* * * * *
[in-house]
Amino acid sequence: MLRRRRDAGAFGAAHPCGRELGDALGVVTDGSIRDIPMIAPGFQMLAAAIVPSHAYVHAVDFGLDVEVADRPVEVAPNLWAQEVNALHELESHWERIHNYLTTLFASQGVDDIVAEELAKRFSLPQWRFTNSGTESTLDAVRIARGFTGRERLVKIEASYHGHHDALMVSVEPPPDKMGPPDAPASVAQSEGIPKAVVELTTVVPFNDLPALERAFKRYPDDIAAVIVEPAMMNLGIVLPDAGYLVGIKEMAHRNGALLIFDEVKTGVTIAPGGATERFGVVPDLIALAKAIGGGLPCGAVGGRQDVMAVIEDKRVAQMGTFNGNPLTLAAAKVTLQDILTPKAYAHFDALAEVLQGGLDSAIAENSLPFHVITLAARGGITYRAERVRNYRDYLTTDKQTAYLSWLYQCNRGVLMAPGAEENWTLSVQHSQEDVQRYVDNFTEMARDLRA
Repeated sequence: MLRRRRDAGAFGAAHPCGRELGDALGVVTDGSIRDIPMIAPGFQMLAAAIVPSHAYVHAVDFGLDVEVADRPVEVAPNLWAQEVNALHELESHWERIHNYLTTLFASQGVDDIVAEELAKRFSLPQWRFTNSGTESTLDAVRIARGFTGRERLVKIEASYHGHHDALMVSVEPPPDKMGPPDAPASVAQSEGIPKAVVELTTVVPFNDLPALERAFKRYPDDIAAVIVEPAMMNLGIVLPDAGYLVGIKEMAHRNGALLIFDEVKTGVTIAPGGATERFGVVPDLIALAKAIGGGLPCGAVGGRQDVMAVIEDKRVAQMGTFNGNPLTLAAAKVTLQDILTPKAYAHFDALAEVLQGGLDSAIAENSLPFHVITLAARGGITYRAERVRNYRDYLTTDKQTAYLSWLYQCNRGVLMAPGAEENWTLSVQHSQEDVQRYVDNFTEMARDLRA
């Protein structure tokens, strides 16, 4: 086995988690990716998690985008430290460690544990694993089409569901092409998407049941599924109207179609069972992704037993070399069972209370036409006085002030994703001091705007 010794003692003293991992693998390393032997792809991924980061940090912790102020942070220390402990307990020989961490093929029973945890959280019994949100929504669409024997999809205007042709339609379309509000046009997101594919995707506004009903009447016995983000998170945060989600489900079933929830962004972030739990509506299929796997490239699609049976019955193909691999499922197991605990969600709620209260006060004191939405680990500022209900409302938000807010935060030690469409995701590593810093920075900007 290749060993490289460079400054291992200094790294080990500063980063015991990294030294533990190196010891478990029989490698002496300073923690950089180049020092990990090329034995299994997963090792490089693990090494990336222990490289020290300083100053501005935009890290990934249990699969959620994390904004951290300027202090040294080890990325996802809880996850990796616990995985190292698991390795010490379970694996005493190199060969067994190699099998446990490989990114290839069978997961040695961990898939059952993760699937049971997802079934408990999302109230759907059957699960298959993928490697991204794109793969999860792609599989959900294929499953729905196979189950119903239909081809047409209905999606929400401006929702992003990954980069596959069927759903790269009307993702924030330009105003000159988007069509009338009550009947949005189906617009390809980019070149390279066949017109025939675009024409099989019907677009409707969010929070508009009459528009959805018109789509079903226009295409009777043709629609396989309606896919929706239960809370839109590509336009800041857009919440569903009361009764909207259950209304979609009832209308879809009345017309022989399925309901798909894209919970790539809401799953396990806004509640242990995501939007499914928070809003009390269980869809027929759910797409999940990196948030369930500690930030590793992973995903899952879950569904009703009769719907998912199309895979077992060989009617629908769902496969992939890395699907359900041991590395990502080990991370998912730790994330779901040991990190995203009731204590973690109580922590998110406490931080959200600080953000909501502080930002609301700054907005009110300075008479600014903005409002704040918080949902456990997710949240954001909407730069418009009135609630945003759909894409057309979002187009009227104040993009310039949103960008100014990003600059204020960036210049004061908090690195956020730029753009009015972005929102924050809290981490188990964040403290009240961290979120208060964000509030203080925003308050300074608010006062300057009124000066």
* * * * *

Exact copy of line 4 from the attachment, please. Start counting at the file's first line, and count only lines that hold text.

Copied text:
């Protein structure tokens, strides 16, 4: 086995988690990716998690985008430290460690544990694993089409569901092409998407049941599924109207179609069972992704037993070399069972209370036409006085002030994703001091705007 010794003692003293991992693998390393032997792809991924980061940090912790102020942070220390402990307990020989961490093929029973945890959280019994949100929504669409024997999809205007042709339609379309509000046009997101594919995707506004009903009447016995983000998170945060989600489900079933929830962004972030739990509506299929796997490239699609049976019955193909691999499922197991605990969600709620209260006060004191939405680990500022209900409302938000807010935060030690469409995701590593810093920075900007 290749060993490289460079400054291992200094790294080990500063980063015991990294030294533990190196010891478990029989490698002496300073923690950089180049020092990990090329034995299994997963090792490089693990090494990336222990490289020290300083100053501005935009890290990934249990699969959620994390904004951290300027202090040294080890990325996802809880996850990796616990995985190292698991390795010490379970694996005493190199060969067994190699099998446990490989990114290839069978997961040695961990898939059952993760699937049971997802079934408990999302109230759907059957699960298959993928490697991204794109793969999860792609599989959900294929499953729905196979189950119903239909081809047409209905999606929400401006929702992003990954980069596959069927759903790269009307993702924030330009105003000159988007069509009338009550009947949005189906617009390809980019070149390279066949017109025939675009024409099989019907677009409707969010929070508009009459528009959805018109789509079903226009295409009777043709629609396989309606896919929706239960809370839109590509336009800041857009919440569903009361009764909207259950209304979609009832209308879809009345017309022989399925309901798909894209919970790539809401799953396990806004509640242990995501939007499914928070809003009390269980869809027929759910797409999940990196948030369930500690930030590793992973995903899952879950569904009703009769719907998912199309895979077992060989009617629908769902496969992939890395699907359900041991590395990502080990991370998912730790994330779901040991990190995203009731204590973690109580922590998110406490931080959200600080953000909501502080930002609301700054907005009110300075008479600014903005409002704040918080949902456990997710949240954001909407730069418009009135609630945003759909894409057309979002187009009227104040993009310039949103960008100014990003600059204020960036210049004061908090690195956020730029753009009015972005929102924050809290981490188990964040403290009240961290979120208060964000509030203080925003308050300074608010006062300057009124000066």